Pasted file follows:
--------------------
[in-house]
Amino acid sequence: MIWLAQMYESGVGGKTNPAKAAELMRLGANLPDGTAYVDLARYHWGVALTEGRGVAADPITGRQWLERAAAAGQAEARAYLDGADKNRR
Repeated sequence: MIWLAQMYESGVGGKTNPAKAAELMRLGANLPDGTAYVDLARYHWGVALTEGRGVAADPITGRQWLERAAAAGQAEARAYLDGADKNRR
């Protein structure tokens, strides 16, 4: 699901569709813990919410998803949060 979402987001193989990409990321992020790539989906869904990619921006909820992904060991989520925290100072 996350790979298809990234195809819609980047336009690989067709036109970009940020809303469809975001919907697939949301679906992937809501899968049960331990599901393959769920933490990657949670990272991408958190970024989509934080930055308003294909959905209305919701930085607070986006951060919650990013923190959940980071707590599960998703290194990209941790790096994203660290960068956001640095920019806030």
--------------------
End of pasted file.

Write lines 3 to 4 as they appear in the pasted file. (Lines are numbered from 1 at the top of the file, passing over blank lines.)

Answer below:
Repeated sequence: MIWLAQMYESGVGGKTNPAKAAELMRLGANLPDGTAYVDLARYHWGVALTEGRGVAADPITGRQWLERAAAAGQAEARAYLDGADKNRR
């Protein structure tokens, strides 16, 4: 699901569709813990919410998803949060 979402987001193989990409990321992020790539989906869904990619921006909820992904060991989520925290100072 996350790979298809990234195809819609980047336009690989067709036109970009940020809303469809975001919907697939949301679906992937809501899968049960331990599901393959769920933490990657949670990272991408958190970024989509934080930055308003294909959905209305919701930085607070986006951060919650990013923190959940980071707590599960998703290194990209941790790096994203660290960068956001640095920019806030």